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Italo Calvino — If on a winter’s night a traveler

Picking up If on a winter’s night a traveler, you can immediately tell that Calvino is ready to lead you on a merry ride. He addresses the reader directly, teasing them about their reactions to reading the book–but this isn’t what the author’s voice sounds like at all, even though he’s known for changing it book to book! It’s a strange and challenging book but recognizably Calvino, simply because you can just feel the love of books radiating from it. For example, this passage, I loved:

Following this visual trail, you have forced your way through the shop past the thick barricade of Books You Haven’t Read, which were frowning at you from the tables and shelves, trying to cow you, But you know you must never allow yourself to be awed, that among them there extend for acres and acres the Books You Needn’t Read, the Books Made For Purposes Other Than Reading, Books Read Even Before You Open Them Since They Belong To The Category Of Books Read Before Being Written. And thus you pass the outer girdle of ramparts, but then you are attacked by the infantry of Books That If You Had More Than One Life You Would Certainly Also Read But Unfortunately Your Days Are Numbered. With a rapid maneuver you bypass them and move into the phalanxes of the Books You Mean To Read But There Are Others You Must Read First, the Books Too Expensive Now And You’ll Wait Till They’re Remaindered, the Books ditto When They Come Out In Paperback, Books You Can Borrow From Somebody, Books that Everybody’s Read So It’s As If You Had Read Them, Too. Eluding these assaults, you come up beneath the towers of othe fortress, where other troops are holding out:
the Books You’ve Been Planning To Read For Ages,
the Books You’ve Been Hunting For Years Without Success,
the Books Dealing With Something You’re Working On At The Moment,
the Books You Want To Own So They’ll Be Handy Just In Case,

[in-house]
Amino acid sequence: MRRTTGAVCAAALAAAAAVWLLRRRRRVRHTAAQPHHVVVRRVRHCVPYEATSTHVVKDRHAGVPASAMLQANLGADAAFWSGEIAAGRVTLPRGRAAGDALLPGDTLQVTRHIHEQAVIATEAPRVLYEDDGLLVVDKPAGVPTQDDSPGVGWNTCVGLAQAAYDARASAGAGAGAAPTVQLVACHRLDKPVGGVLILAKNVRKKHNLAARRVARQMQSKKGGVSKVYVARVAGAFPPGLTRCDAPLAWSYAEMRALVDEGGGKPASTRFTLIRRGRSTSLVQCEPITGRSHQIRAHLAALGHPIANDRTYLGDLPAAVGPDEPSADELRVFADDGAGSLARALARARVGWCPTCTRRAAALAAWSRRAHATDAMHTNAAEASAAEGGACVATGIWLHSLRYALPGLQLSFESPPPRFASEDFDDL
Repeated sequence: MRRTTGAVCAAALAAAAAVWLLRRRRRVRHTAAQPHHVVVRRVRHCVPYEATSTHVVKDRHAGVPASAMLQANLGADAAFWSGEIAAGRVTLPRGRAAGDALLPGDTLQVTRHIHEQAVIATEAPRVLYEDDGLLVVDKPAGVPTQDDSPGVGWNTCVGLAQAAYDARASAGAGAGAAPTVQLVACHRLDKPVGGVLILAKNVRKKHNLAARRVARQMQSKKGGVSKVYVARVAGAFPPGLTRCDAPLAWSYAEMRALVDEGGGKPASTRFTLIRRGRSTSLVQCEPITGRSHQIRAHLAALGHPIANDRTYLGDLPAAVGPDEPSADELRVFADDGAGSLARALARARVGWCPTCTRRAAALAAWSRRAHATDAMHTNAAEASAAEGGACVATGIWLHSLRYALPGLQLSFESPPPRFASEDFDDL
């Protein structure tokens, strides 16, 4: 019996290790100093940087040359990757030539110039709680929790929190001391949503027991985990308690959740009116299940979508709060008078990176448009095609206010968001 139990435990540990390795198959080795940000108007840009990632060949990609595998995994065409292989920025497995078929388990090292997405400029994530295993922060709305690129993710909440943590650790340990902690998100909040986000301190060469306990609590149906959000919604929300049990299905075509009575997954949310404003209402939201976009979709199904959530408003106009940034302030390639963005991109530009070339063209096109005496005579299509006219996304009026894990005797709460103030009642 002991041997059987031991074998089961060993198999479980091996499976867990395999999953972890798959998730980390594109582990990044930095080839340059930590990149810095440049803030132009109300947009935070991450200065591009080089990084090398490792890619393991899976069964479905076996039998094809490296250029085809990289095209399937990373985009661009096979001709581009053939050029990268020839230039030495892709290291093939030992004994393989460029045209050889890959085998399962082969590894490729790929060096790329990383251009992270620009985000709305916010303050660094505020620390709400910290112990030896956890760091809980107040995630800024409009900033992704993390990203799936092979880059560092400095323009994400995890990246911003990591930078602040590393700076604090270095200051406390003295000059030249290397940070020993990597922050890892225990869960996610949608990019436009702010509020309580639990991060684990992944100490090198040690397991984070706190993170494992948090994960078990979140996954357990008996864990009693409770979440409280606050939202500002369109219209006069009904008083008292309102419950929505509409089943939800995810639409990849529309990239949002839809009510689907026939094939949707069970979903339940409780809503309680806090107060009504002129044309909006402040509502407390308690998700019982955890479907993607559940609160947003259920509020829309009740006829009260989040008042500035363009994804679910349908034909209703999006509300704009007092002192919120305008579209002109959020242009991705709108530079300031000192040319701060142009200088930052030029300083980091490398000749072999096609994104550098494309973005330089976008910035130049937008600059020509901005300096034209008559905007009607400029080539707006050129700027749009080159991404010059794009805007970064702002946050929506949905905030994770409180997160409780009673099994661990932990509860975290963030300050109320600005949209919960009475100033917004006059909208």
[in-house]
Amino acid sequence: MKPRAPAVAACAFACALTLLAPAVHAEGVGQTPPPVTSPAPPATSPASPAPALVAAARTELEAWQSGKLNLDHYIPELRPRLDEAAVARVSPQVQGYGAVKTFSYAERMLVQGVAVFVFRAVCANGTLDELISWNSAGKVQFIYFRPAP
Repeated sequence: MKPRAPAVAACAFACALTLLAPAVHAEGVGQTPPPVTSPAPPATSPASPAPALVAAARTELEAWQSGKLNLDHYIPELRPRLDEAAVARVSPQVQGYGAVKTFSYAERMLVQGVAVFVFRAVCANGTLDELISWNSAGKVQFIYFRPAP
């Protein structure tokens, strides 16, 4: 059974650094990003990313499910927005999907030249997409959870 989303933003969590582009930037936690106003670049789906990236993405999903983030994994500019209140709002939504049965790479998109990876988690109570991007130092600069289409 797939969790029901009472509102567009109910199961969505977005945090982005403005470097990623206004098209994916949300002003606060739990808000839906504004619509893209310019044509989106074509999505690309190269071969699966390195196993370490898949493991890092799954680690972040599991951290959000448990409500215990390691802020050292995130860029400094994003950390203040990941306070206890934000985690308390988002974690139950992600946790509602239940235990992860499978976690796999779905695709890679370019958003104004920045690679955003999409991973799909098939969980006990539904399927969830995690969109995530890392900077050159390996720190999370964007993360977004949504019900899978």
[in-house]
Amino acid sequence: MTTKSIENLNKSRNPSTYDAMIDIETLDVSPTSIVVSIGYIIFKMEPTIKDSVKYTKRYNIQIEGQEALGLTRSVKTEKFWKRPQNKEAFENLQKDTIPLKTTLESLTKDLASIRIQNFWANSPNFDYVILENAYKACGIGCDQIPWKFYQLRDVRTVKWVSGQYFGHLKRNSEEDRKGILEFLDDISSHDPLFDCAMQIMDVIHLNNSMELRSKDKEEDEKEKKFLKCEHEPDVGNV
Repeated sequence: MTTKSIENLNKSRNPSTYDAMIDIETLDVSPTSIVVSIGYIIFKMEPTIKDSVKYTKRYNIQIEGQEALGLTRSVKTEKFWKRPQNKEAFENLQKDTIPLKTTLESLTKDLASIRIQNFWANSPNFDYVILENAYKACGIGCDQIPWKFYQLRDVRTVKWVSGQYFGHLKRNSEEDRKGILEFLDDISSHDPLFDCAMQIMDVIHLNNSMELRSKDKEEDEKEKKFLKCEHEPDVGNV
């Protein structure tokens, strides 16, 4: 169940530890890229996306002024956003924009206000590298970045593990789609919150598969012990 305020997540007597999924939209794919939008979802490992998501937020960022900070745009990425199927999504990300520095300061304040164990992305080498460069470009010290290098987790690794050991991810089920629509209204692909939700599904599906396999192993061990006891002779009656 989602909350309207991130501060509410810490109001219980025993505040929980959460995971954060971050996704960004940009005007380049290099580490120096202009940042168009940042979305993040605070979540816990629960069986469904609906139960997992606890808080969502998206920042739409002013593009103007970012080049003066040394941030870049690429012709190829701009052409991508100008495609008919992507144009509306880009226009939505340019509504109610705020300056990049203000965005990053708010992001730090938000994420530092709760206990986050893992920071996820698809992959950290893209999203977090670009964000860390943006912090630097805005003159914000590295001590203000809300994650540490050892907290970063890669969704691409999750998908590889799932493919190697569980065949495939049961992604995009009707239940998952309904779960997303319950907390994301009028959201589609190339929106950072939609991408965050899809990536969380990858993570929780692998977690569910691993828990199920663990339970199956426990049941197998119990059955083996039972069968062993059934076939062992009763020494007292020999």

the Books You Could Put Aside Maybe To Read This Summer,
the Books You Need To Go With Other Books On Your Shelves,
the Books That Fill You With Sudden, Inexpicable Curiosity, Not Easily Justified…

Anyone who’s ever spent time in a bookstore knows that Calvino got it right, that’s exactly the sort of books lurking to find you in a bookstore. The “plot” follows two readers as they try to actually finish the titular story, which ends up being several other stories, all leading to a stunning conclusion. It’s a very clever book but somehow manages to not be annoying. I loved it.

This isn’t going to be a review however so much as it will just be a few random thoughts I had while reading it. I reacted very strongly to the paragraph that I quoted above and so did a number of people who I know love books. Recently I lent my boyfriend (who has been asking me for book recommendations but never enjoys what I recommend him) Orhan Pamuk’s The New Life, whose opening paragraphs is also one of my favorites of all time, a sweeping quote about the power that a book can have on one person. My boyfriend, however, thought it was ridiculous. “Man, all I got out of it was that this guy REALLY LOVES this book and won’t shut up about it.” He showed it his coworkers, who are all science types, and they all had similar reactions. So when he asked me what I was reading while I was finishing up If on a winter’s night a traveler I instantly got defensive and hid it from him. There are certain books, it seems, that you really have to LOVE BOOKS in order to enjoy. And that makes me kind of sad–that so many people don’t feel that way.